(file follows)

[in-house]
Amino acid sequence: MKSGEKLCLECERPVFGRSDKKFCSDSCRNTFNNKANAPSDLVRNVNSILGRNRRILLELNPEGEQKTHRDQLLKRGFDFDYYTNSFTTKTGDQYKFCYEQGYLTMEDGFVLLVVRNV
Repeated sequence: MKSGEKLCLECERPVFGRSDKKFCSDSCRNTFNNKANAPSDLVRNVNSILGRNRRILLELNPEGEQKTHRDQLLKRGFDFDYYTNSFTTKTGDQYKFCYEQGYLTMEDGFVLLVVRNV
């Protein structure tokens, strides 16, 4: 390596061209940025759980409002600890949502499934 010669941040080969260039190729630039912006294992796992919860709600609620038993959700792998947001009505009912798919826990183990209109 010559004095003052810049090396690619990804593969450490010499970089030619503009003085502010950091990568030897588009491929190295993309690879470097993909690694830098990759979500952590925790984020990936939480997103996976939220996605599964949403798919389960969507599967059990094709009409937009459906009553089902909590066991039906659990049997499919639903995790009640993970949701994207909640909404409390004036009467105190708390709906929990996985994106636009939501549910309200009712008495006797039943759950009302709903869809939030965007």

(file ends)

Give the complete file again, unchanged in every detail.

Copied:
[in-house]
Amino acid sequence: MKSGEKLCLECERPVFGRSDKKFCSDSCRNTFNNKANAPSDLVRNVNSILGRNRRILLELNPEGEQKTHRDQLLKRGFDFDYYTNSFTTKTGDQYKFCYEQGYLTMEDGFVLLVVRNV
Repeated sequence: MKSGEKLCLECERPVFGRSDKKFCSDSCRNTFNNKANAPSDLVRNVNSILGRNRRILLELNPEGEQKTHRDQLLKRGFDFDYYTNSFTTKTGDQYKFCYEQGYLTMEDGFVLLVVRNV
């Protein structure tokens, strides 16, 4: 390596061209940025759980409002600890949502499934 010669941040080969260039190729630039912006294992796992919860709600609620038993959700792998947001009505009912798919826990183990209109 010559004095003052810049090396690619990804593969450490010499970089030619503009003085502010950091990568030897588009491929190295993309690879470097993909690694830098990759979500952590925790984020990936939480997103996976939220996605599964949403798919389960969507599967059990094709009409937009459906009553089902909590066991039906659990049997499919639903995790009640993970949701994207909640909404409390004036009467105190708390709906929990996985994106636009939501549910309200009712008495006797039943759950009302709903869809939030965007």